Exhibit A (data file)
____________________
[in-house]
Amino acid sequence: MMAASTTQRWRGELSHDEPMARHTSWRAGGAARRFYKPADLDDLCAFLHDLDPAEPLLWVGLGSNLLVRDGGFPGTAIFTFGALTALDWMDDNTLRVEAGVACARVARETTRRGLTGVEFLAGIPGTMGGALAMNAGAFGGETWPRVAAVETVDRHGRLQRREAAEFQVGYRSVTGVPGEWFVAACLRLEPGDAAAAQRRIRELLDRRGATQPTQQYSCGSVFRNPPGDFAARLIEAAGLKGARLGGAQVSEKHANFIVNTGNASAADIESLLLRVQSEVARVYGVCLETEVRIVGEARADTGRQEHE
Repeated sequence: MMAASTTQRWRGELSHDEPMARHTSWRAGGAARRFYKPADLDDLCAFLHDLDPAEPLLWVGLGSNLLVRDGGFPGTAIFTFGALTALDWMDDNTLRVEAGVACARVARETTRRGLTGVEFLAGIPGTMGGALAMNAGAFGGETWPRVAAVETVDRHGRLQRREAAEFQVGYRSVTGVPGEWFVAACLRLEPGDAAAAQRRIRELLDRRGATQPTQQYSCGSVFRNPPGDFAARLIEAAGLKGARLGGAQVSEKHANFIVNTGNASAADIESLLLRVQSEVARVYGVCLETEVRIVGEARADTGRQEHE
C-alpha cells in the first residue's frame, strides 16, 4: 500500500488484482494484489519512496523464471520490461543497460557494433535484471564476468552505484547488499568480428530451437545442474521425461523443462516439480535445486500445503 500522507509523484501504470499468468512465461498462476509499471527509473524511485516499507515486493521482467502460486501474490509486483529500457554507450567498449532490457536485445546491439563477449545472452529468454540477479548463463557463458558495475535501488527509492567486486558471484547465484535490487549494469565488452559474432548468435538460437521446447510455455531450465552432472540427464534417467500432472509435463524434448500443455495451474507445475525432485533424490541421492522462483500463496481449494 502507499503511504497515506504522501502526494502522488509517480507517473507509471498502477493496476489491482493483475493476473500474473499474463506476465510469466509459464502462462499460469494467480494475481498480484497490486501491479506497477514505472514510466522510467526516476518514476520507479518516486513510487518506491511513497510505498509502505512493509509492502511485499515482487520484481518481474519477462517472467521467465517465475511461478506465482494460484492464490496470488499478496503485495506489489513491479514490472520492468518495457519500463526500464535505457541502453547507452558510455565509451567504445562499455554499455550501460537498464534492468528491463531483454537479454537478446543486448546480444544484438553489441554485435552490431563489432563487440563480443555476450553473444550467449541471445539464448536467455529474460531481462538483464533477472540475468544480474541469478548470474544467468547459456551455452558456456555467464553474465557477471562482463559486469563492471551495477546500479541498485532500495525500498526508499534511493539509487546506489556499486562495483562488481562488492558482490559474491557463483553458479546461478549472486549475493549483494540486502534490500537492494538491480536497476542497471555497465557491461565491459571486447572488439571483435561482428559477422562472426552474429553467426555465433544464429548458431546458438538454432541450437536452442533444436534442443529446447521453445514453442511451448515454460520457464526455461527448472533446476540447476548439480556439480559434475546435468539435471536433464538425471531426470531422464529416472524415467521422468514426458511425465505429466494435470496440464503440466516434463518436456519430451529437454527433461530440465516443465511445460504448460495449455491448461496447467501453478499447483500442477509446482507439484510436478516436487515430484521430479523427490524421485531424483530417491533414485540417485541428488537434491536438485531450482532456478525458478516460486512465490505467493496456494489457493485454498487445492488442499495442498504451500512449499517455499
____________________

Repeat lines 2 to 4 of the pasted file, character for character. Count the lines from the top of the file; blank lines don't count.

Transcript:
Amino acid sequence: MMAASTTQRWRGELSHDEPMARHTSWRAGGAARRFYKPADLDDLCAFLHDLDPAEPLLWVGLGSNLLVRDGGFPGTAIFTFGALTALDWMDDNTLRVEAGVACARVARETTRRGLTGVEFLAGIPGTMGGALAMNAGAFGGETWPRVAAVETVDRHGRLQRREAAEFQVGYRSVTGVPGEWFVAACLRLEPGDAAAAQRRIRELLDRRGATQPTQQYSCGSVFRNPPGDFAARLIEAAGLKGARLGGAQVSEKHANFIVNTGNASAADIESLLLRVQSEVARVYGVCLETEVRIVGEARADTGRQEHE
Repeated sequence: MMAASTTQRWRGELSHDEPMARHTSWRAGGAARRFYKPADLDDLCAFLHDLDPAEPLLWVGLGSNLLVRDGGFPGTAIFTFGALTALDWMDDNTLRVEAGVACARVARETTRRGLTGVEFLAGIPGTMGGALAMNAGAFGGETWPRVAAVETVDRHGRLQRREAAEFQVGYRSVTGVPGEWFVAACLRLEPGDAAAAQRRIRELLDRRGATQPTQQYSCGSVFRNPPGDFAARLIEAAGLKGARLGGAQVSEKHANFIVNTGNASAADIESLLLRVQSEVARVYGVCLETEVRIVGEARADTGRQEHE
C-alpha cells in the first residue's frame, strides 16, 4: 500500500488484482494484489519512496523464471520490461543497460557494433535484471564476468552505484547488499568480428530451437545442474521425461523443462516439480535445486500445503 500522507509523484501504470499468468512465461498462476509499471527509473524511485516499507515486493521482467502460486501474490509486483529500457554507450567498449532490457536485445546491439563477449545472452529468454540477479548463463557463458558495475535501488527509492567486486558471484547465484535490487549494469565488452559474432548468435538460437521446447510455455531450465552432472540427464534417467500432472509435463524434448500443455495451474507445475525432485533424490541421492522462483500463496481449494 502507499503511504497515506504522501502526494502522488509517480507517473507509471498502477493496476489491482493483475493476473500474473499474463506476465510469466509459464502462462499460469494467480494475481498480484497490486501491479506497477514505472514510466522510467526516476518514476520507479518516486513510487518506491511513497510505498509502505512493509509492502511485499515482487520484481518481474519477462517472467521467465517465475511461478506465482494460484492464490496470488499478496503485495506489489513491479514490472520492468518495457519500463526500464535505457541502453547507452558510455565509451567504445562499455554499455550501460537498464534492468528491463531483454537479454537478446543486448546480444544484438553489441554485435552490431563489432563487440563480443555476450553473444550467449541471445539464448536467455529474460531481462538483464533477472540475468544480474541469478548470474544467468547459456551455452558456456555467464553474465557477471562482463559486469563492471551495477546500479541498485532500495525500498526508499534511493539509487546506489556499486562495483562488481562488492558482490559474491557463483553458479546461478549472486549475493549483494540486502534490500537492494538491480536497476542497471555497465557491461565491459571486447572488439571483435561482428559477422562472426552474429553467426555465433544464429548458431546458438538454432541450437536452442533444436534442443529446447521453445514453442511451448515454460520457464526455461527448472533446476540447476548439480556439480559434475546435468539435471536433464538425471531426470531422464529416472524415467521422468514426458511425465505429466494435470496440464503440466516434463518436456519430451529437454527433461530440465516443465511445460504448460495449455491448461496447467501453478499447483500442477509446482507439484510436478516436487515430484521430479523427490524421485531424483530417491533414485540417485541428488537434491536438485531450482532456478525458478516460486512465490505467493496456494489457493485454498487445492488442499495442498504451500512449499517455499